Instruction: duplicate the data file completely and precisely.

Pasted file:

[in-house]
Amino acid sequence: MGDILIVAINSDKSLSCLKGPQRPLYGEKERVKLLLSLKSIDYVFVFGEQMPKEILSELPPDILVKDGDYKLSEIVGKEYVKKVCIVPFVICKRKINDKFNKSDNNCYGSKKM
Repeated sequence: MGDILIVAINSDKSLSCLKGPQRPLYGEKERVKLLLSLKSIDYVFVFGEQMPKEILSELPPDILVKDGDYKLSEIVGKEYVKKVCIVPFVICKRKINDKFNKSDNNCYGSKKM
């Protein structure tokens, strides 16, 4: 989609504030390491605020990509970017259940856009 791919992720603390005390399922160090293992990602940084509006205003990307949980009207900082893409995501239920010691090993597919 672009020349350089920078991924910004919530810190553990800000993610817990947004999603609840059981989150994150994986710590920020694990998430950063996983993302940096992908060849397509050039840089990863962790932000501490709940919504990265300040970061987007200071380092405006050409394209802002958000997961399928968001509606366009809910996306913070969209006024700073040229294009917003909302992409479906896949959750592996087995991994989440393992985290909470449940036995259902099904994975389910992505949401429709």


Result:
[in-house]
Amino acid sequence: MGDILIVAINSDKSLSCLKGPQRPLYGEKERVKLLLSLKSIDYVFVFGEQMPKEILSELPPDILVKDGDYKLSEIVGKEYVKKVCIVPFVICKRKINDKFNKSDNNCYGSKKM
Repeated sequence: MGDILIVAINSDKSLSCLKGPQRPLYGEKERVKLLLSLKSIDYVFVFGEQMPKEILSELPPDILVKDGDYKLSEIVGKEYVKKVCIVPFVICKRKINDKFNKSDNNCYGSKKM
């Protein structure tokens, strides 16, 4: 989609504030390491605020990509970017259940856009 791919992720603390005390399922160090293992990602940084509006205003990307949980009207900082893409995501239920010691090993597919 672009020349350089920078991924910004919530810190553990800000993610817990947004999603609840059981989150994150994986710590920020694990998430950063996983993302940096992908060849397509050039840089990863962790932000501490709940919504990265300040970061987007200071380092405006050409394209802002958000997961399928968001509606366009809910996306913070969209006024700073040229294009917003909302992409479906896949959750592996087995991994989440393992985290909470449940036995259902099904994975389910992505949401429709």